Petition against UK “drill” music ban defends freedom of speech

Rap artists Krept and Konan have launched an online petition against the banning of “drill” music. The petition protests the suspended prison sentence imposed this year on drill artists Skengdo and AM for performing a song in concert.

In a preamble to their petition, Krept and Konan explain the far-reaching implications of Skengdo and AM’s conviction: “According to Index on Censorship, this is the first time in British legal history that a prison sentence has been issued for performing a song but it is the start of what we think will be a clampdown on free speech for rappers… Nobody in a free society should be imprisoned for words.”

The past 12 months have seen increased efforts to criminalise and suppress drill music. Drill videos have been taken down by YouTube under instruction from the London Metropolitan Police. The rationale given for this act of censorship was that the music videos encourage violent behaviour.

Krept and Konan’s petition points to the moral bankruptcy of state attempts to blame drill music for violence and crime:

“Young people don’t get into serious crime lightly. They do so because of serious social problems.

“Banning Drill or any type of art is problematic for a number of reasons. It deprives already disenfranchised young people of a voice, it reflects moral cowardice for failing to look straight-on at the reality of marginalised groups on inner-city estates, and it won’t tackle issues caused by poverty, racism, and classism.”

In the past two weeks, the petition has won more than 3,000 signatures. Hundreds have left messages of support. Louise Burton wrote, “Removing access to making music, criminalising creativity, blaming the victims of social injustice—all are an affront to democracy & freedom of expression.”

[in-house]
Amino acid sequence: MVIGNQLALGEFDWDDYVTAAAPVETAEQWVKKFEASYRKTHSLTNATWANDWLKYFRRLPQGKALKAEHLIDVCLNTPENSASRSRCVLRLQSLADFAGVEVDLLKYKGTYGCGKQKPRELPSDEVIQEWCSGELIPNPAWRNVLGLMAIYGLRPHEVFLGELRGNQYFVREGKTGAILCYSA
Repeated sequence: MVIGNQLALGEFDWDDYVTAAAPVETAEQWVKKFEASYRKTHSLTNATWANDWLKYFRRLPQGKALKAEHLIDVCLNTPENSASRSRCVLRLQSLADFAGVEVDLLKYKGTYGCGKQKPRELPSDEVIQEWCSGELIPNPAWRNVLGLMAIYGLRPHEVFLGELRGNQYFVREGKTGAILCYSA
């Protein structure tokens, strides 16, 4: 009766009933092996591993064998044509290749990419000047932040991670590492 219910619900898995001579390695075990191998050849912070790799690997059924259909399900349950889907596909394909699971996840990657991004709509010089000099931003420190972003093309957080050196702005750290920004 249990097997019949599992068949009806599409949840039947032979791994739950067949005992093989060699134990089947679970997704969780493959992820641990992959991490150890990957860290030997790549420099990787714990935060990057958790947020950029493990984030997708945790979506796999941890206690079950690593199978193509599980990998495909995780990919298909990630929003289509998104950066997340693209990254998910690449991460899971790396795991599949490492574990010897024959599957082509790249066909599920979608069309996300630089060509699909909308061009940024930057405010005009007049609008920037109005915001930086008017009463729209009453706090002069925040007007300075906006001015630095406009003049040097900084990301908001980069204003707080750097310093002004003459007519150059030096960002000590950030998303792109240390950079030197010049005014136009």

Mani Jackson wrote, “I’m signing because drill music reflects the reality of the community. Banning drill will not change this reality,” while Maurice asked, “What about ‘Onward Christian Soldiers’? The Government was allowing songs of violence years ago and the church to encourage killing. Freedom of expression through music should not be censored.”

Drill emerged as a subgenre of rap earlier this decade in Chicago. It is built around monotone beats and is distinguished by its lyrics. It was embraced by rappers on British council estates who face similar conditions. While much drill music takes a backward form, it is a product of growing social distress. As Brixton producer Carn Hills explained in 2017: “It’s rough, rugged, quite violent… but that’s because there is a lot of violence in the world… drill is more about issues and troubles. The hardships of growing up.”

Drill’s attention to the everyday has often focused on local gang culture, but grime and drill artists led the way in responding to the Grenfell Tower fire, for example. One of the strongest tracks to emerge in the immediate aftermath of the blaze was described by its creator, El Nino, as the first “conscious drill tune.”